Indonesian Police Seek Charges Against Cleric

Times Staff Writer

Police said Tuesday that they were recommending that radical Indonesian cleric Abu Bakar Bashir be charged with attempting to overthrow the Indonesian government and instigating a series of church bombings.

If prosecutors follow the police recommendation, Bashir could face life in prison for the bombing charges, which stem from attacks on churches and priests allegedly carried out by his militant Muslim followers on Christmas Eve 2000.

Based on the confessions of captured militants, authorities contend that Bashir is the head of Jemaah Islamiah, a terrorist group allied with the Al Qaeda network. Police say Jemaah Islamiah has carried out dozens of bombings in Southeast Asia, including blasts Oct. 12 in Bali that killed nearly 200 people.

Bashir, 64, who advocates the formation of an Islamic state in Southeast Asia, was jailed in Indonesia for sedition in the late 1970s before fleeing to Malaysia.


Arrested after the Bali bombing, he denies any part in terrorist activities and has refused to cooperate with investigators. He acknowledges having met several of the suspects in recent bombing cases but denies that Jemaah Islamiah exists as an organization.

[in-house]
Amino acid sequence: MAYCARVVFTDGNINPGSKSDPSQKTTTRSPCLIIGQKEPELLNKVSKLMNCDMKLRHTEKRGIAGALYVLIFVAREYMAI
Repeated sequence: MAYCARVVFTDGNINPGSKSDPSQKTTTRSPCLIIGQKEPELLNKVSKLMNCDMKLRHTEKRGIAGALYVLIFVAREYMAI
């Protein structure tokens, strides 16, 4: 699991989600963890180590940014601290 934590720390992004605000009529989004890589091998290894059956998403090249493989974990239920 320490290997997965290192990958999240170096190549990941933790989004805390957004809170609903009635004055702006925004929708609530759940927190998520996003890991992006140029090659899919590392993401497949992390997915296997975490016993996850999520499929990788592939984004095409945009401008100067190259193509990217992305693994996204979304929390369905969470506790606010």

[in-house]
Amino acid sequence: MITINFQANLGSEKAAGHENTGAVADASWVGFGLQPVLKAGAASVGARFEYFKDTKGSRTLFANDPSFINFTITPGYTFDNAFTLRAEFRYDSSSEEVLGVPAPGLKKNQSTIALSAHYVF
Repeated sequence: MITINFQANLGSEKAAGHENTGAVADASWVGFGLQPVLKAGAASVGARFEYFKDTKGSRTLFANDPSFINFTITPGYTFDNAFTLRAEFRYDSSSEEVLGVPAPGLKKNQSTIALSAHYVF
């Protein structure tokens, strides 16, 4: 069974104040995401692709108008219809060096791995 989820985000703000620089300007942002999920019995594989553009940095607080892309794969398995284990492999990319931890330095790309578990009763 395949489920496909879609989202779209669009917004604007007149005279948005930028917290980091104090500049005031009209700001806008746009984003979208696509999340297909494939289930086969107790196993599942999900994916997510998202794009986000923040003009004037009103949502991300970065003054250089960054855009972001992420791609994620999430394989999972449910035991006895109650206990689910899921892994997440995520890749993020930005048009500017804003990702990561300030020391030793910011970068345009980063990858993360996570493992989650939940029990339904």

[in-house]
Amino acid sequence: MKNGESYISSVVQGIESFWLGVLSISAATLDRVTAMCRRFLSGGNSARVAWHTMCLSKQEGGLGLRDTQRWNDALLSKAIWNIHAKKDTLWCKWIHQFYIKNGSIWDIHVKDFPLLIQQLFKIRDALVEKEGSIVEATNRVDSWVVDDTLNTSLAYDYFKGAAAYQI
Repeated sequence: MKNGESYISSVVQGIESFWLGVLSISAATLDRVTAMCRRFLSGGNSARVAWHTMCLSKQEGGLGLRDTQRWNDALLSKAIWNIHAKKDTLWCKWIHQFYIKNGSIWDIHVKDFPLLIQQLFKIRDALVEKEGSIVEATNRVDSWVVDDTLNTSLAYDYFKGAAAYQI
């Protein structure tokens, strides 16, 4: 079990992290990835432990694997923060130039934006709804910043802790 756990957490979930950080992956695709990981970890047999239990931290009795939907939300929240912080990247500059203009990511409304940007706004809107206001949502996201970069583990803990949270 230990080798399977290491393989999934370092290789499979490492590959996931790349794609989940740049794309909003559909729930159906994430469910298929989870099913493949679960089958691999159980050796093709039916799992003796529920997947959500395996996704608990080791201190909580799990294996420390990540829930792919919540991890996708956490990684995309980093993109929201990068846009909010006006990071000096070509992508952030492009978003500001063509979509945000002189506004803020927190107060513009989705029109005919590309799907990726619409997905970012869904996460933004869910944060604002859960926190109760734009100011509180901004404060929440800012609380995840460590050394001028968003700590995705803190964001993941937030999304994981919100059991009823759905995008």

Police spokesman Edward Aritonang said investigators have built a strong case against Bashir. “If we did not have solid evidence, we wouldn’t have handed the case over to the court,” Aritonang said.

Prosecutors have 14 days to file charges against the cleric or return the file to police for further investigation.

The charge of attempting to topple the Indonesian government carries a maximum sentence of 15 years in prison.


Among those who gave statements to police implicating Bashir were Omar Faruq, an Iraqi who confessed to being an Al Qaeda operative, and high-level Jemaah Islamiah leader Faiz Abu Bakar Bafana, a Malaysian. Both have said Bashir was involved in plots to assassinate President Megawati Sukarnoputri and bomb churches.

Aritonang said Bashir’s role in the bombings was to inspire others to carry them out. The bombers placed explosive devices at dozens of churches and priests’ homes across Indonesia on Christmas Eve 2000. Most of the bombs exploded within a few minutes of each other, killing 19 and injuring 100.

Police also recommended that Bashir be charged with giving false information to authorities and with entering Indonesia illegally when he returned in 1999 from his self-imposed exile in Malaysia.

Police contend that Bashir gave up his Indonesian citizenship when he lived in Malaysia and did not report to Indonesian authorities as required.

“He is not an Indonesian citizen, but he obtained an Indonesian ID,” police spokesman Didi Rochyadi said.

If a court ultimately agrees that Bashir lost his citizenship, that could pave the way for his deportation to Malaysia, where he is also wanted on terrorist charges.